CHAPEL HILL, N.C. (WNCN) — Dental patients at the UNC-Chapel Hill Adams School of Dentistry can visit with a staff member whose only job is to ease anxiety and make the visit a little more fun.
“Grayson” is a certified therapy dog, who’s been part of the team at UNC for the past few years, but a recent announcement from the dental board may limit her role, and that of other therapy dogs, when it comes to interacting with patients.
For kids who love dogs, Grayson, can make a trip to the dentist a little easier.
“Kids are excited to be able to pet the dog. It distracts them from the dental procedure they’re going to have and makes it a much more positive experience,” explained Dr. Laura Jacox, an assistant professor at the UNC Adams School of Dentistry.
Grayson is not the only dental therapy dog in the Triangle. Some private practices have them, and “Farley” works as the orthodontic therapy dog at UNC.
Dr. Katelyn Cass, a 3rd year orthodontic resident at UNC, is Farley’s handler. She’s also studying animal-assisted therapy in dentistry.
“They [therapy dogs] add significant enjoyment to dental offices and they also add reduction in anxiety, which we know is a barrier to care,” Cass said.
There are some questions about the role of dental therapy dogs in North Carolina.
According to Doug Brocker, an attorney for the the North Carolina State Board of Dental Examiners, the board published a proposed amendment to clarify “only qualified service animals in accordance with the Americans With Disabilities Act and a related state statute are permitted in clinical areas of dental offices.”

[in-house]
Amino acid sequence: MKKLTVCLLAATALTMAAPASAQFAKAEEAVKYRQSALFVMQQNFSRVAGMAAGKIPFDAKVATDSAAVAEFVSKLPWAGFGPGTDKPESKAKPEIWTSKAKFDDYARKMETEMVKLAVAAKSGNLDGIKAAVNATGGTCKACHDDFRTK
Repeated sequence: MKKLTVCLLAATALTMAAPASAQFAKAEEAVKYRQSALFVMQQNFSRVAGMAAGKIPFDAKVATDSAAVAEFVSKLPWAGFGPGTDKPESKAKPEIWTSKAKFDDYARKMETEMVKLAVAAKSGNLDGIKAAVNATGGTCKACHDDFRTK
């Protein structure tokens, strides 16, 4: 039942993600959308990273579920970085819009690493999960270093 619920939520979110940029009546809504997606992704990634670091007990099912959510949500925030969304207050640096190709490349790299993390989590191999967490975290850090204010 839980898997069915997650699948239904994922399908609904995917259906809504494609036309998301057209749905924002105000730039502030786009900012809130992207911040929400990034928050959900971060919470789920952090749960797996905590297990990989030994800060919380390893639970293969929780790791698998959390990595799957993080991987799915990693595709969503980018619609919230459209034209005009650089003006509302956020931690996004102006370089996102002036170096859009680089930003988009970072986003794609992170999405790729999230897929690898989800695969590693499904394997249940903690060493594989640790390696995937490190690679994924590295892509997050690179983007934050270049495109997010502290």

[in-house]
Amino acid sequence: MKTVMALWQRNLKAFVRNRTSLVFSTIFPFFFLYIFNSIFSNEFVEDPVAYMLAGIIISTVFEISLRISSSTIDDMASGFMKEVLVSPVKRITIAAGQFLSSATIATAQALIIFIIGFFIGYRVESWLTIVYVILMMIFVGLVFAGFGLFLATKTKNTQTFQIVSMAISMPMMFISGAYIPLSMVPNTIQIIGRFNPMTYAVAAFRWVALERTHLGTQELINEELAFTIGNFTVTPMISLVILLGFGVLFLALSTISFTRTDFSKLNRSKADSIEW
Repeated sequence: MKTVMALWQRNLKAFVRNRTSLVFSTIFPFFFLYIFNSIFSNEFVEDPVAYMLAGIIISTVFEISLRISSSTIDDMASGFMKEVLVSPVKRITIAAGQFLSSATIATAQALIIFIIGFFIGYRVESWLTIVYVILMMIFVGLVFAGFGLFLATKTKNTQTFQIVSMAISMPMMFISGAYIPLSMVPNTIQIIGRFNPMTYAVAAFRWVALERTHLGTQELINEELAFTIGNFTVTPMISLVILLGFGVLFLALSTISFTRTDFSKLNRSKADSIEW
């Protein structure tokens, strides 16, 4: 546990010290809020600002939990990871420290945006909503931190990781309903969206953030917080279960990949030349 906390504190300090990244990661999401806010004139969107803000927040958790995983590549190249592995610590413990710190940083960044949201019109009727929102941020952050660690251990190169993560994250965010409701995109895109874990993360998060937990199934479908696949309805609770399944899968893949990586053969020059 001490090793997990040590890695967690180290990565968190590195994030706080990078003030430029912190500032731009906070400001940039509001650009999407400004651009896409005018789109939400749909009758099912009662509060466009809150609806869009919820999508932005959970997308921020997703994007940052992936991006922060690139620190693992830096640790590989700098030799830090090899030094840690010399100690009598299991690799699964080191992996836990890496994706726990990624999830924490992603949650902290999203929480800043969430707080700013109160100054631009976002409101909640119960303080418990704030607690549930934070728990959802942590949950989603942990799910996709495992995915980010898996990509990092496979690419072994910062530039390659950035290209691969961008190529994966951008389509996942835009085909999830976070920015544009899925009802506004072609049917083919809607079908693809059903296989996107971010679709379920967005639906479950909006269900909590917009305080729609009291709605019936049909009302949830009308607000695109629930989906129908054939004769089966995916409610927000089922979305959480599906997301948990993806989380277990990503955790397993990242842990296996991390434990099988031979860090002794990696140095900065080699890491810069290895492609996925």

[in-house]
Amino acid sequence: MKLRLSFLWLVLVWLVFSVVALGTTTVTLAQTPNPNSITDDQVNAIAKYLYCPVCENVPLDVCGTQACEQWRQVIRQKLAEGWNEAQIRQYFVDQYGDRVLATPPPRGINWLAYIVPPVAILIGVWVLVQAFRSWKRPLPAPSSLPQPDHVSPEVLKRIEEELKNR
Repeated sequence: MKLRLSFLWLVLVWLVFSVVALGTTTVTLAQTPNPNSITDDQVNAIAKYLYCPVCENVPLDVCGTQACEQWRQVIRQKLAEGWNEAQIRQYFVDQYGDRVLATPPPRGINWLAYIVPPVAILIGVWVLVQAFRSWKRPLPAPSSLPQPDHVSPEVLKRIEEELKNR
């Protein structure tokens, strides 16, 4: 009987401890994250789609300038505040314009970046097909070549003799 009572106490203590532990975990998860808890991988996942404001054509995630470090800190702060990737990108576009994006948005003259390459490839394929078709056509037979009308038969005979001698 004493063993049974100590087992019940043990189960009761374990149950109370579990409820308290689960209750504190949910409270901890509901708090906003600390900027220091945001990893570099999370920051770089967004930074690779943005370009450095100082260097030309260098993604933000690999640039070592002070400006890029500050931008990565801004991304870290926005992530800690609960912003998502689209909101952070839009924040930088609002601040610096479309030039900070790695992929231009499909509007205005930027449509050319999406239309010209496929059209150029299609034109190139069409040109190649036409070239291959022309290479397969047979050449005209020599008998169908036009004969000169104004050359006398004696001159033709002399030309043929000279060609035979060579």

Jacox says that limits dogs like Grayson and Farley to interacting with patients in waiting rooms or consultation rooms. It prohibits them from being next to or on the dental chair to calm patients during procedures.
“Everyone is slightly disheartened,” said Cass, adding, “UNC was the first dental school in the country to adopt a therapy dog to make patients and parents more comfortable.”
Brocker says the Dental Board received a number of comments about certified therapy dogs, including comments from UNC.
“[T]he Board will consider whether to further amend the rule in response to the comments to clarify if a certified facility dog, such as Grayson at UNC, also may be present in the clinical areas and to include a specific definition of what qualifies as a certified facility dog,” Brocker said, suggesting that the board will likely take up the issue at its April meeting.
Jacox and Cass say they think specifying qualifications a dog must meet is a positive step.
“I want them to lay out a series of training programs or classes or service organizations that they approve for the certification of therapy animals,” said Jacox. “You wouldn’t have a boa constrictor — you wouldn’t have some dog off the street. You would have a dog that went through a couple years worth of training and is accustomed to working with children or adults in a dental clinical setting.”